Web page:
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Will NBC's incessant Olympics promos for Matthew Perry's Go On actually hurt the show?



0.jpgIt won't premiere until sometime after 11 p.m. tonight, but when NBC unveils the latest comedy from former Friend Matthew Perry, it will be testing one of the biggest debates TV types are having about the orgy of jingoism and self-promotion which surrounds the London Olympic games.

Can repeated exposure during one of the world's most popular sporting events convince people to actually watch NBC's questionable new comedy shows?

On the surface, it's TV 101: Run clever promos for new shows during a popular sporting event, and some viewers are bound to be intrigued enough to check out the show. It seemed to work for NBC's The Voice, which got a preview after this year's Super Bowl, so the Peacock network has doubled down on the concept for it's leading comedies debuting this fall, Perry's Go On, the bro-com Guys With Kids and the quirky Animal Practice.

But the process may actually backfire this time, mostly because the promos are a) not particularly clever and b) so ubiquitous they've left some viewers -- okay THIS viewer -- feeling exhausted with the shows before they even hit the airwaves.

go-on-nbc-cast-12-550x384.jpg(To say nothing of the network's colossal mistake in airing an Animal Practice promo with a monkey on gymnastics rings just after lauding the success of African American gymnast Gabby Douglas)

The next big test for this idea comes tonight, when NBC offers a commercial-free premiere of Go On after its prime time Olympics coverage. The series features Perry playing the cynical quippy version of himself we've seen in most every other role he's taken -- this time as sports radio host Ryan King, a workaholic struggling to deal with the death of his wife. Sounds sidesplitting so far, don't it?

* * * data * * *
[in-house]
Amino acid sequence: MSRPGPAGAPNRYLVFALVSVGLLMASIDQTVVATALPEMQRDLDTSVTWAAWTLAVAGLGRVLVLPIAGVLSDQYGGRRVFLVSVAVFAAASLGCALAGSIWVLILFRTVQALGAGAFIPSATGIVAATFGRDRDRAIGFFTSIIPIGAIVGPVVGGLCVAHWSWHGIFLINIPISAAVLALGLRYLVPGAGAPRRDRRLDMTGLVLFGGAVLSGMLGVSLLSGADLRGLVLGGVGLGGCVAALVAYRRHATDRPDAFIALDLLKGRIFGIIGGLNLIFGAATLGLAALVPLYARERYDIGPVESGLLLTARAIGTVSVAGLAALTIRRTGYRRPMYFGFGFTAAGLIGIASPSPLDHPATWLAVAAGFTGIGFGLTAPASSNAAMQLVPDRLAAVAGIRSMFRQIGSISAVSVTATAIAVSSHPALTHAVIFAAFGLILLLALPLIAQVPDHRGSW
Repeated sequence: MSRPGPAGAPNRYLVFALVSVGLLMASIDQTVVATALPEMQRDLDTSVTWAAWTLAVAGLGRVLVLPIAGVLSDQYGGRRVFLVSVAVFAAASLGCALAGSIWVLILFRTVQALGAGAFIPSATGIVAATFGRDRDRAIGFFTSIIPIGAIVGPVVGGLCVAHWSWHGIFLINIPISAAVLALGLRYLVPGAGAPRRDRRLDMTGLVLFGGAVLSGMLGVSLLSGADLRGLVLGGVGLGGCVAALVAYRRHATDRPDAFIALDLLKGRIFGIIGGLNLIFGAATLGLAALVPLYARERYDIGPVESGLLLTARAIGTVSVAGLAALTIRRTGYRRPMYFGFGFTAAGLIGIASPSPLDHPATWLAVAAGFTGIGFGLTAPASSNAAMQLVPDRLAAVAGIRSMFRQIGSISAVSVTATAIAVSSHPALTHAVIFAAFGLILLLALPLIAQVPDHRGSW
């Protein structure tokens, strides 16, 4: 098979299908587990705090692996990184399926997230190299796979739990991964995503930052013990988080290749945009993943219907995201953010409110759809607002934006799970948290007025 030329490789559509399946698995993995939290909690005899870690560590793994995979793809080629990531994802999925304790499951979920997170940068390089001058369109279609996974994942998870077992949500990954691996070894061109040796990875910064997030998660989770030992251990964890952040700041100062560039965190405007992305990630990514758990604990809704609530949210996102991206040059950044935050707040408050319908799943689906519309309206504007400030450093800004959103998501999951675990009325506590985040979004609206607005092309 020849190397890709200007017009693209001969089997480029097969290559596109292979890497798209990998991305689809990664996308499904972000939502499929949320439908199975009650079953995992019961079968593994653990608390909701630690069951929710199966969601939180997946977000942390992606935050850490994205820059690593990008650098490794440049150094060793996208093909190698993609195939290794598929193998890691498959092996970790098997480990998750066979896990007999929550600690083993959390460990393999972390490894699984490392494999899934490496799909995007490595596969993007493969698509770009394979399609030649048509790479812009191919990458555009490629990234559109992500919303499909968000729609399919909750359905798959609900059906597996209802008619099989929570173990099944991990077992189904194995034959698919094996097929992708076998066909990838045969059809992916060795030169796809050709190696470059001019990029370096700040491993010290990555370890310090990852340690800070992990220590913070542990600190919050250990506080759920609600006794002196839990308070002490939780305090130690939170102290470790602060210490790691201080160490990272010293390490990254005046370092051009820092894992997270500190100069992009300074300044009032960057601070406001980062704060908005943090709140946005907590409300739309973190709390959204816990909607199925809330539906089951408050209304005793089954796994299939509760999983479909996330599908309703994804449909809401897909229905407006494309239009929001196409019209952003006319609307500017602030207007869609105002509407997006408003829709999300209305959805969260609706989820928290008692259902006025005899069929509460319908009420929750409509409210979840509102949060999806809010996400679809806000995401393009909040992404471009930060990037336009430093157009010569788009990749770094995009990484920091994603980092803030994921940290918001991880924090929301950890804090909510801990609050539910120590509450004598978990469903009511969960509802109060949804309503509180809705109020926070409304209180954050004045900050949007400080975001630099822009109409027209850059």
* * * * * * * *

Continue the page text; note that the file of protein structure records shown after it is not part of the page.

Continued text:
But his boss, played by Star Trek/Harold and Kumar alum John Cho, insists King attend 10 sessions at a therapy group before he can return to work, prompting the quippy host to unleash the Perry magic. When the therapy leader shows up late to his first session, King gets his new, super-dysfunctional pals to rate their problems in a twisted, NCAA-style bracket of pain, upsetting the future love interest/Type A controlling therapy leader.

The pilot is a predictable, if well-made adventure -- zipping through the set up of King's problem and his resistance to the therapy with a speed required for today's attention-challenged TV audience. But Perry is essentially playing the same, self-centered, nice-guy-struggling-to-show-it character he embodied in ABC's failed comedy Mr. Sunshine -- another game effort that struggled to connect with viewers.

The extra pathos of Go On may solve that problem for Perry and NBC. But if the audience is so tired of seeing the show's snarky one-liners plastered all over Olympics coverage, it may not matter much.

You can judge for yourself, if you care to burn the midnight oil. See a sample below.   


[Last modified: Wednesday, August 8, 2012 12:51pm]


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